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Inside View: Integrating Scientific Research and Education

Nature 545 (25 May 2017)
Published online 24 May 2017

A conversation with DING ZHONGLI, Ph.D., President of the University of Chinese Academy of Sciences and Vice President of the Chinese Academy of Sciences.

The University of Chinese Academy of Sciences (UCAS) was established in 1978 as the Graduate School of the Chinese Academy of Sciences (CAS), with the approval from the Chinese Ministry of Education. It is a unique higher education institution focusing on graduate education and dedicated to integrating scientific research and education. Ding Zhongli, a geoscience expert with a long-term career at CAS and who leads the UCAS, outlines their plans to leverage the abundant research resources of CAS to develop a world-class research university.

What makes UCAS stand out among the 2,300-plus Chinese universities?

UCAS is administered by CAS, China’s scientific think tank and the largest academic institution. It is the only Chinese university that has clearly identified the integration of scientific research and education as the principle for running the school in its bylaws. As the educational arm of CAS, the university is highly integrated with various institutes of CAS in terms of administration systems, faculty teams, training systems and scientific research. The integration of science and education defines the core value of the university and is the unique charm that makes it stand out.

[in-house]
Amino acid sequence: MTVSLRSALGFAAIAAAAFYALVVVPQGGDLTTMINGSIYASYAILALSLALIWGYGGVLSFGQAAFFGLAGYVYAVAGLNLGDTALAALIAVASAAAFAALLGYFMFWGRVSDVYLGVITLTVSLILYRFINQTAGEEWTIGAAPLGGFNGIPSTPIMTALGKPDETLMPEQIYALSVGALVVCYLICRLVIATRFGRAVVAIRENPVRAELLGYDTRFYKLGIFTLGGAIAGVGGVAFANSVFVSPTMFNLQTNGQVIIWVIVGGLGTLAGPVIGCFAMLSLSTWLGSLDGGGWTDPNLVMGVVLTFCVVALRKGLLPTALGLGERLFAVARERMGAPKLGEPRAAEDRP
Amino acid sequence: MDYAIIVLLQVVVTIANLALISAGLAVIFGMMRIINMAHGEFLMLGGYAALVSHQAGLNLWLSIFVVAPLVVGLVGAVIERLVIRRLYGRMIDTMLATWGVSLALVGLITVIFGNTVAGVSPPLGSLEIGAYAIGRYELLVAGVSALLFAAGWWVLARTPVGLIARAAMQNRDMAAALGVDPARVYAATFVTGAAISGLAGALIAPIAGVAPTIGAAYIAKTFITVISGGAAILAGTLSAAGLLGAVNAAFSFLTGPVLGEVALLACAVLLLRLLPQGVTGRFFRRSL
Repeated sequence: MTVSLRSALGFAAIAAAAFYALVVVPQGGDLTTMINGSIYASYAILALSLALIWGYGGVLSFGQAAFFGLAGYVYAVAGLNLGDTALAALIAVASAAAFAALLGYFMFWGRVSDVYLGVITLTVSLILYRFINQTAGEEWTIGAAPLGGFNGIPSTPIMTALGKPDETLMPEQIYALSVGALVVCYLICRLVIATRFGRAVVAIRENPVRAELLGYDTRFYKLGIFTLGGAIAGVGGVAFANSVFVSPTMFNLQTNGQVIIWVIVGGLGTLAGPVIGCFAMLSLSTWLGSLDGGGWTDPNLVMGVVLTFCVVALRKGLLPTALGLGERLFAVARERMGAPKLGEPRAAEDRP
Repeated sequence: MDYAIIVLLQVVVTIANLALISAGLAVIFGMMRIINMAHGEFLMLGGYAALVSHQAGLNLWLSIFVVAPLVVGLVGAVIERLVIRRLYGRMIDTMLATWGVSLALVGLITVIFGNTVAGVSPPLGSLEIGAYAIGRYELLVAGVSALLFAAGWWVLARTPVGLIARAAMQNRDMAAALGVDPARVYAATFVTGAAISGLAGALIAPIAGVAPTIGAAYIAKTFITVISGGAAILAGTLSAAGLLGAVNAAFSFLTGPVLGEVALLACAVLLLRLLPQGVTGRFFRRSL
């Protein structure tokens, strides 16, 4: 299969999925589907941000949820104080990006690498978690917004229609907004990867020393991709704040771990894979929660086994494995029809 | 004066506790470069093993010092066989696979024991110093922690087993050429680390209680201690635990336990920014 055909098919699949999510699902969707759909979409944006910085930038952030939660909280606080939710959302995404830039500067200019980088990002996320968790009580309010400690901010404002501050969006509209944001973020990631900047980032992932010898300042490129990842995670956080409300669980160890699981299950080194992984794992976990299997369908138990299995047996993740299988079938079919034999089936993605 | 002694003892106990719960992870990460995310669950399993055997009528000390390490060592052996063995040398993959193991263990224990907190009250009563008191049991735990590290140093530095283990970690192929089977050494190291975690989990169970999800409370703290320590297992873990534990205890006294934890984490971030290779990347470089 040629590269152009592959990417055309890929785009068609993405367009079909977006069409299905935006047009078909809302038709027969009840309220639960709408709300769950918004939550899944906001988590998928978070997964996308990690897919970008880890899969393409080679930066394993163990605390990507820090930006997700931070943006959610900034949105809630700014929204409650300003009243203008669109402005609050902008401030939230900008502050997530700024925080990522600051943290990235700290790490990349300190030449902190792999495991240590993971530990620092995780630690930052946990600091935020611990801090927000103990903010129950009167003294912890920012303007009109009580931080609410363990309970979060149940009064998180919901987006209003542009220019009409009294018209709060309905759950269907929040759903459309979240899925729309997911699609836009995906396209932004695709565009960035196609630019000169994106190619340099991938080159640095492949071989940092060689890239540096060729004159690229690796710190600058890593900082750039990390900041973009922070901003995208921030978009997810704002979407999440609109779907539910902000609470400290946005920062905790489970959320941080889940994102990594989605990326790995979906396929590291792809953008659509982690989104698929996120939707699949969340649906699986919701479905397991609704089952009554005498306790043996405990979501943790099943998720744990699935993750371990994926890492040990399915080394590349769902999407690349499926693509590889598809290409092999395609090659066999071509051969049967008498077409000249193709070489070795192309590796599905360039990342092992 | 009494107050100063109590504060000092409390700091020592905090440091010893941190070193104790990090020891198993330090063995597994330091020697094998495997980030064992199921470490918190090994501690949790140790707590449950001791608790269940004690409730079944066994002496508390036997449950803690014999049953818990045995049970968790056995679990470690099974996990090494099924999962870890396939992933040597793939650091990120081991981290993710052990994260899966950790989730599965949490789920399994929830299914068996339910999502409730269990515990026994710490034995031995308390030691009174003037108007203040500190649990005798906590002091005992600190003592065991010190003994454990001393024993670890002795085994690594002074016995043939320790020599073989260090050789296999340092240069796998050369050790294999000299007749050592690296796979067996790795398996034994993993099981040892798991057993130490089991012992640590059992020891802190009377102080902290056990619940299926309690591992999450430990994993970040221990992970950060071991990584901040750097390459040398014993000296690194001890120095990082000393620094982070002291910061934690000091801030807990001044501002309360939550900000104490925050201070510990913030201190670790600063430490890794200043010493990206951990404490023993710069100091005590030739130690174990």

UCAS is China’s largest graduate education institution, and probably also has the largest graduate student body in the world. We are looking forward to capitalizing on the rich resources of top-notch scientists at CAS to train high level researchers via research practice. By doing so, we want to meet the national strategic needs of innovation-driven development.

Ding Zhongli, Ph.D.
President of the University of Chinese Academy of Sciences and Vice President of the Chinese Academy of Sciences

As the university president, what are your plans for UCAS?

We should be forward looking when planning for the development of a university. In recent years, we have established several institutes at UCAS that integrate science and education, each with grand strategic goals. A recent example is the School of Future Technology established at UCAS in 2016, China’s first of its kind. It aims to explore and develop revolutionary technologies geared towards the future that can reshape human life, industrial production, consumption models and even global economies. In the past, China had generally been a follower in technology development. We are now determined to make world-leading scientific discoveries to turn China into a world leader. To achieve this, it is important to foster talents that can address cutting edge scientific issues. Exploration of future technologies, such as those for quantum computers, gene therapy, gene editing, precision medicine and new materials are full of unknowns, which requires the dedication of talented researchers. We plan to foster talents in this vein.

What qualities do you want your students to develop?

I hope that graduates of UCAS will become pillars of the society with innovative and entrepreneurial spirits. I value the improvement of students’ comprehensive qualities, including communication skills and social service capabilities.

The integration of science and education defines the core value of the university.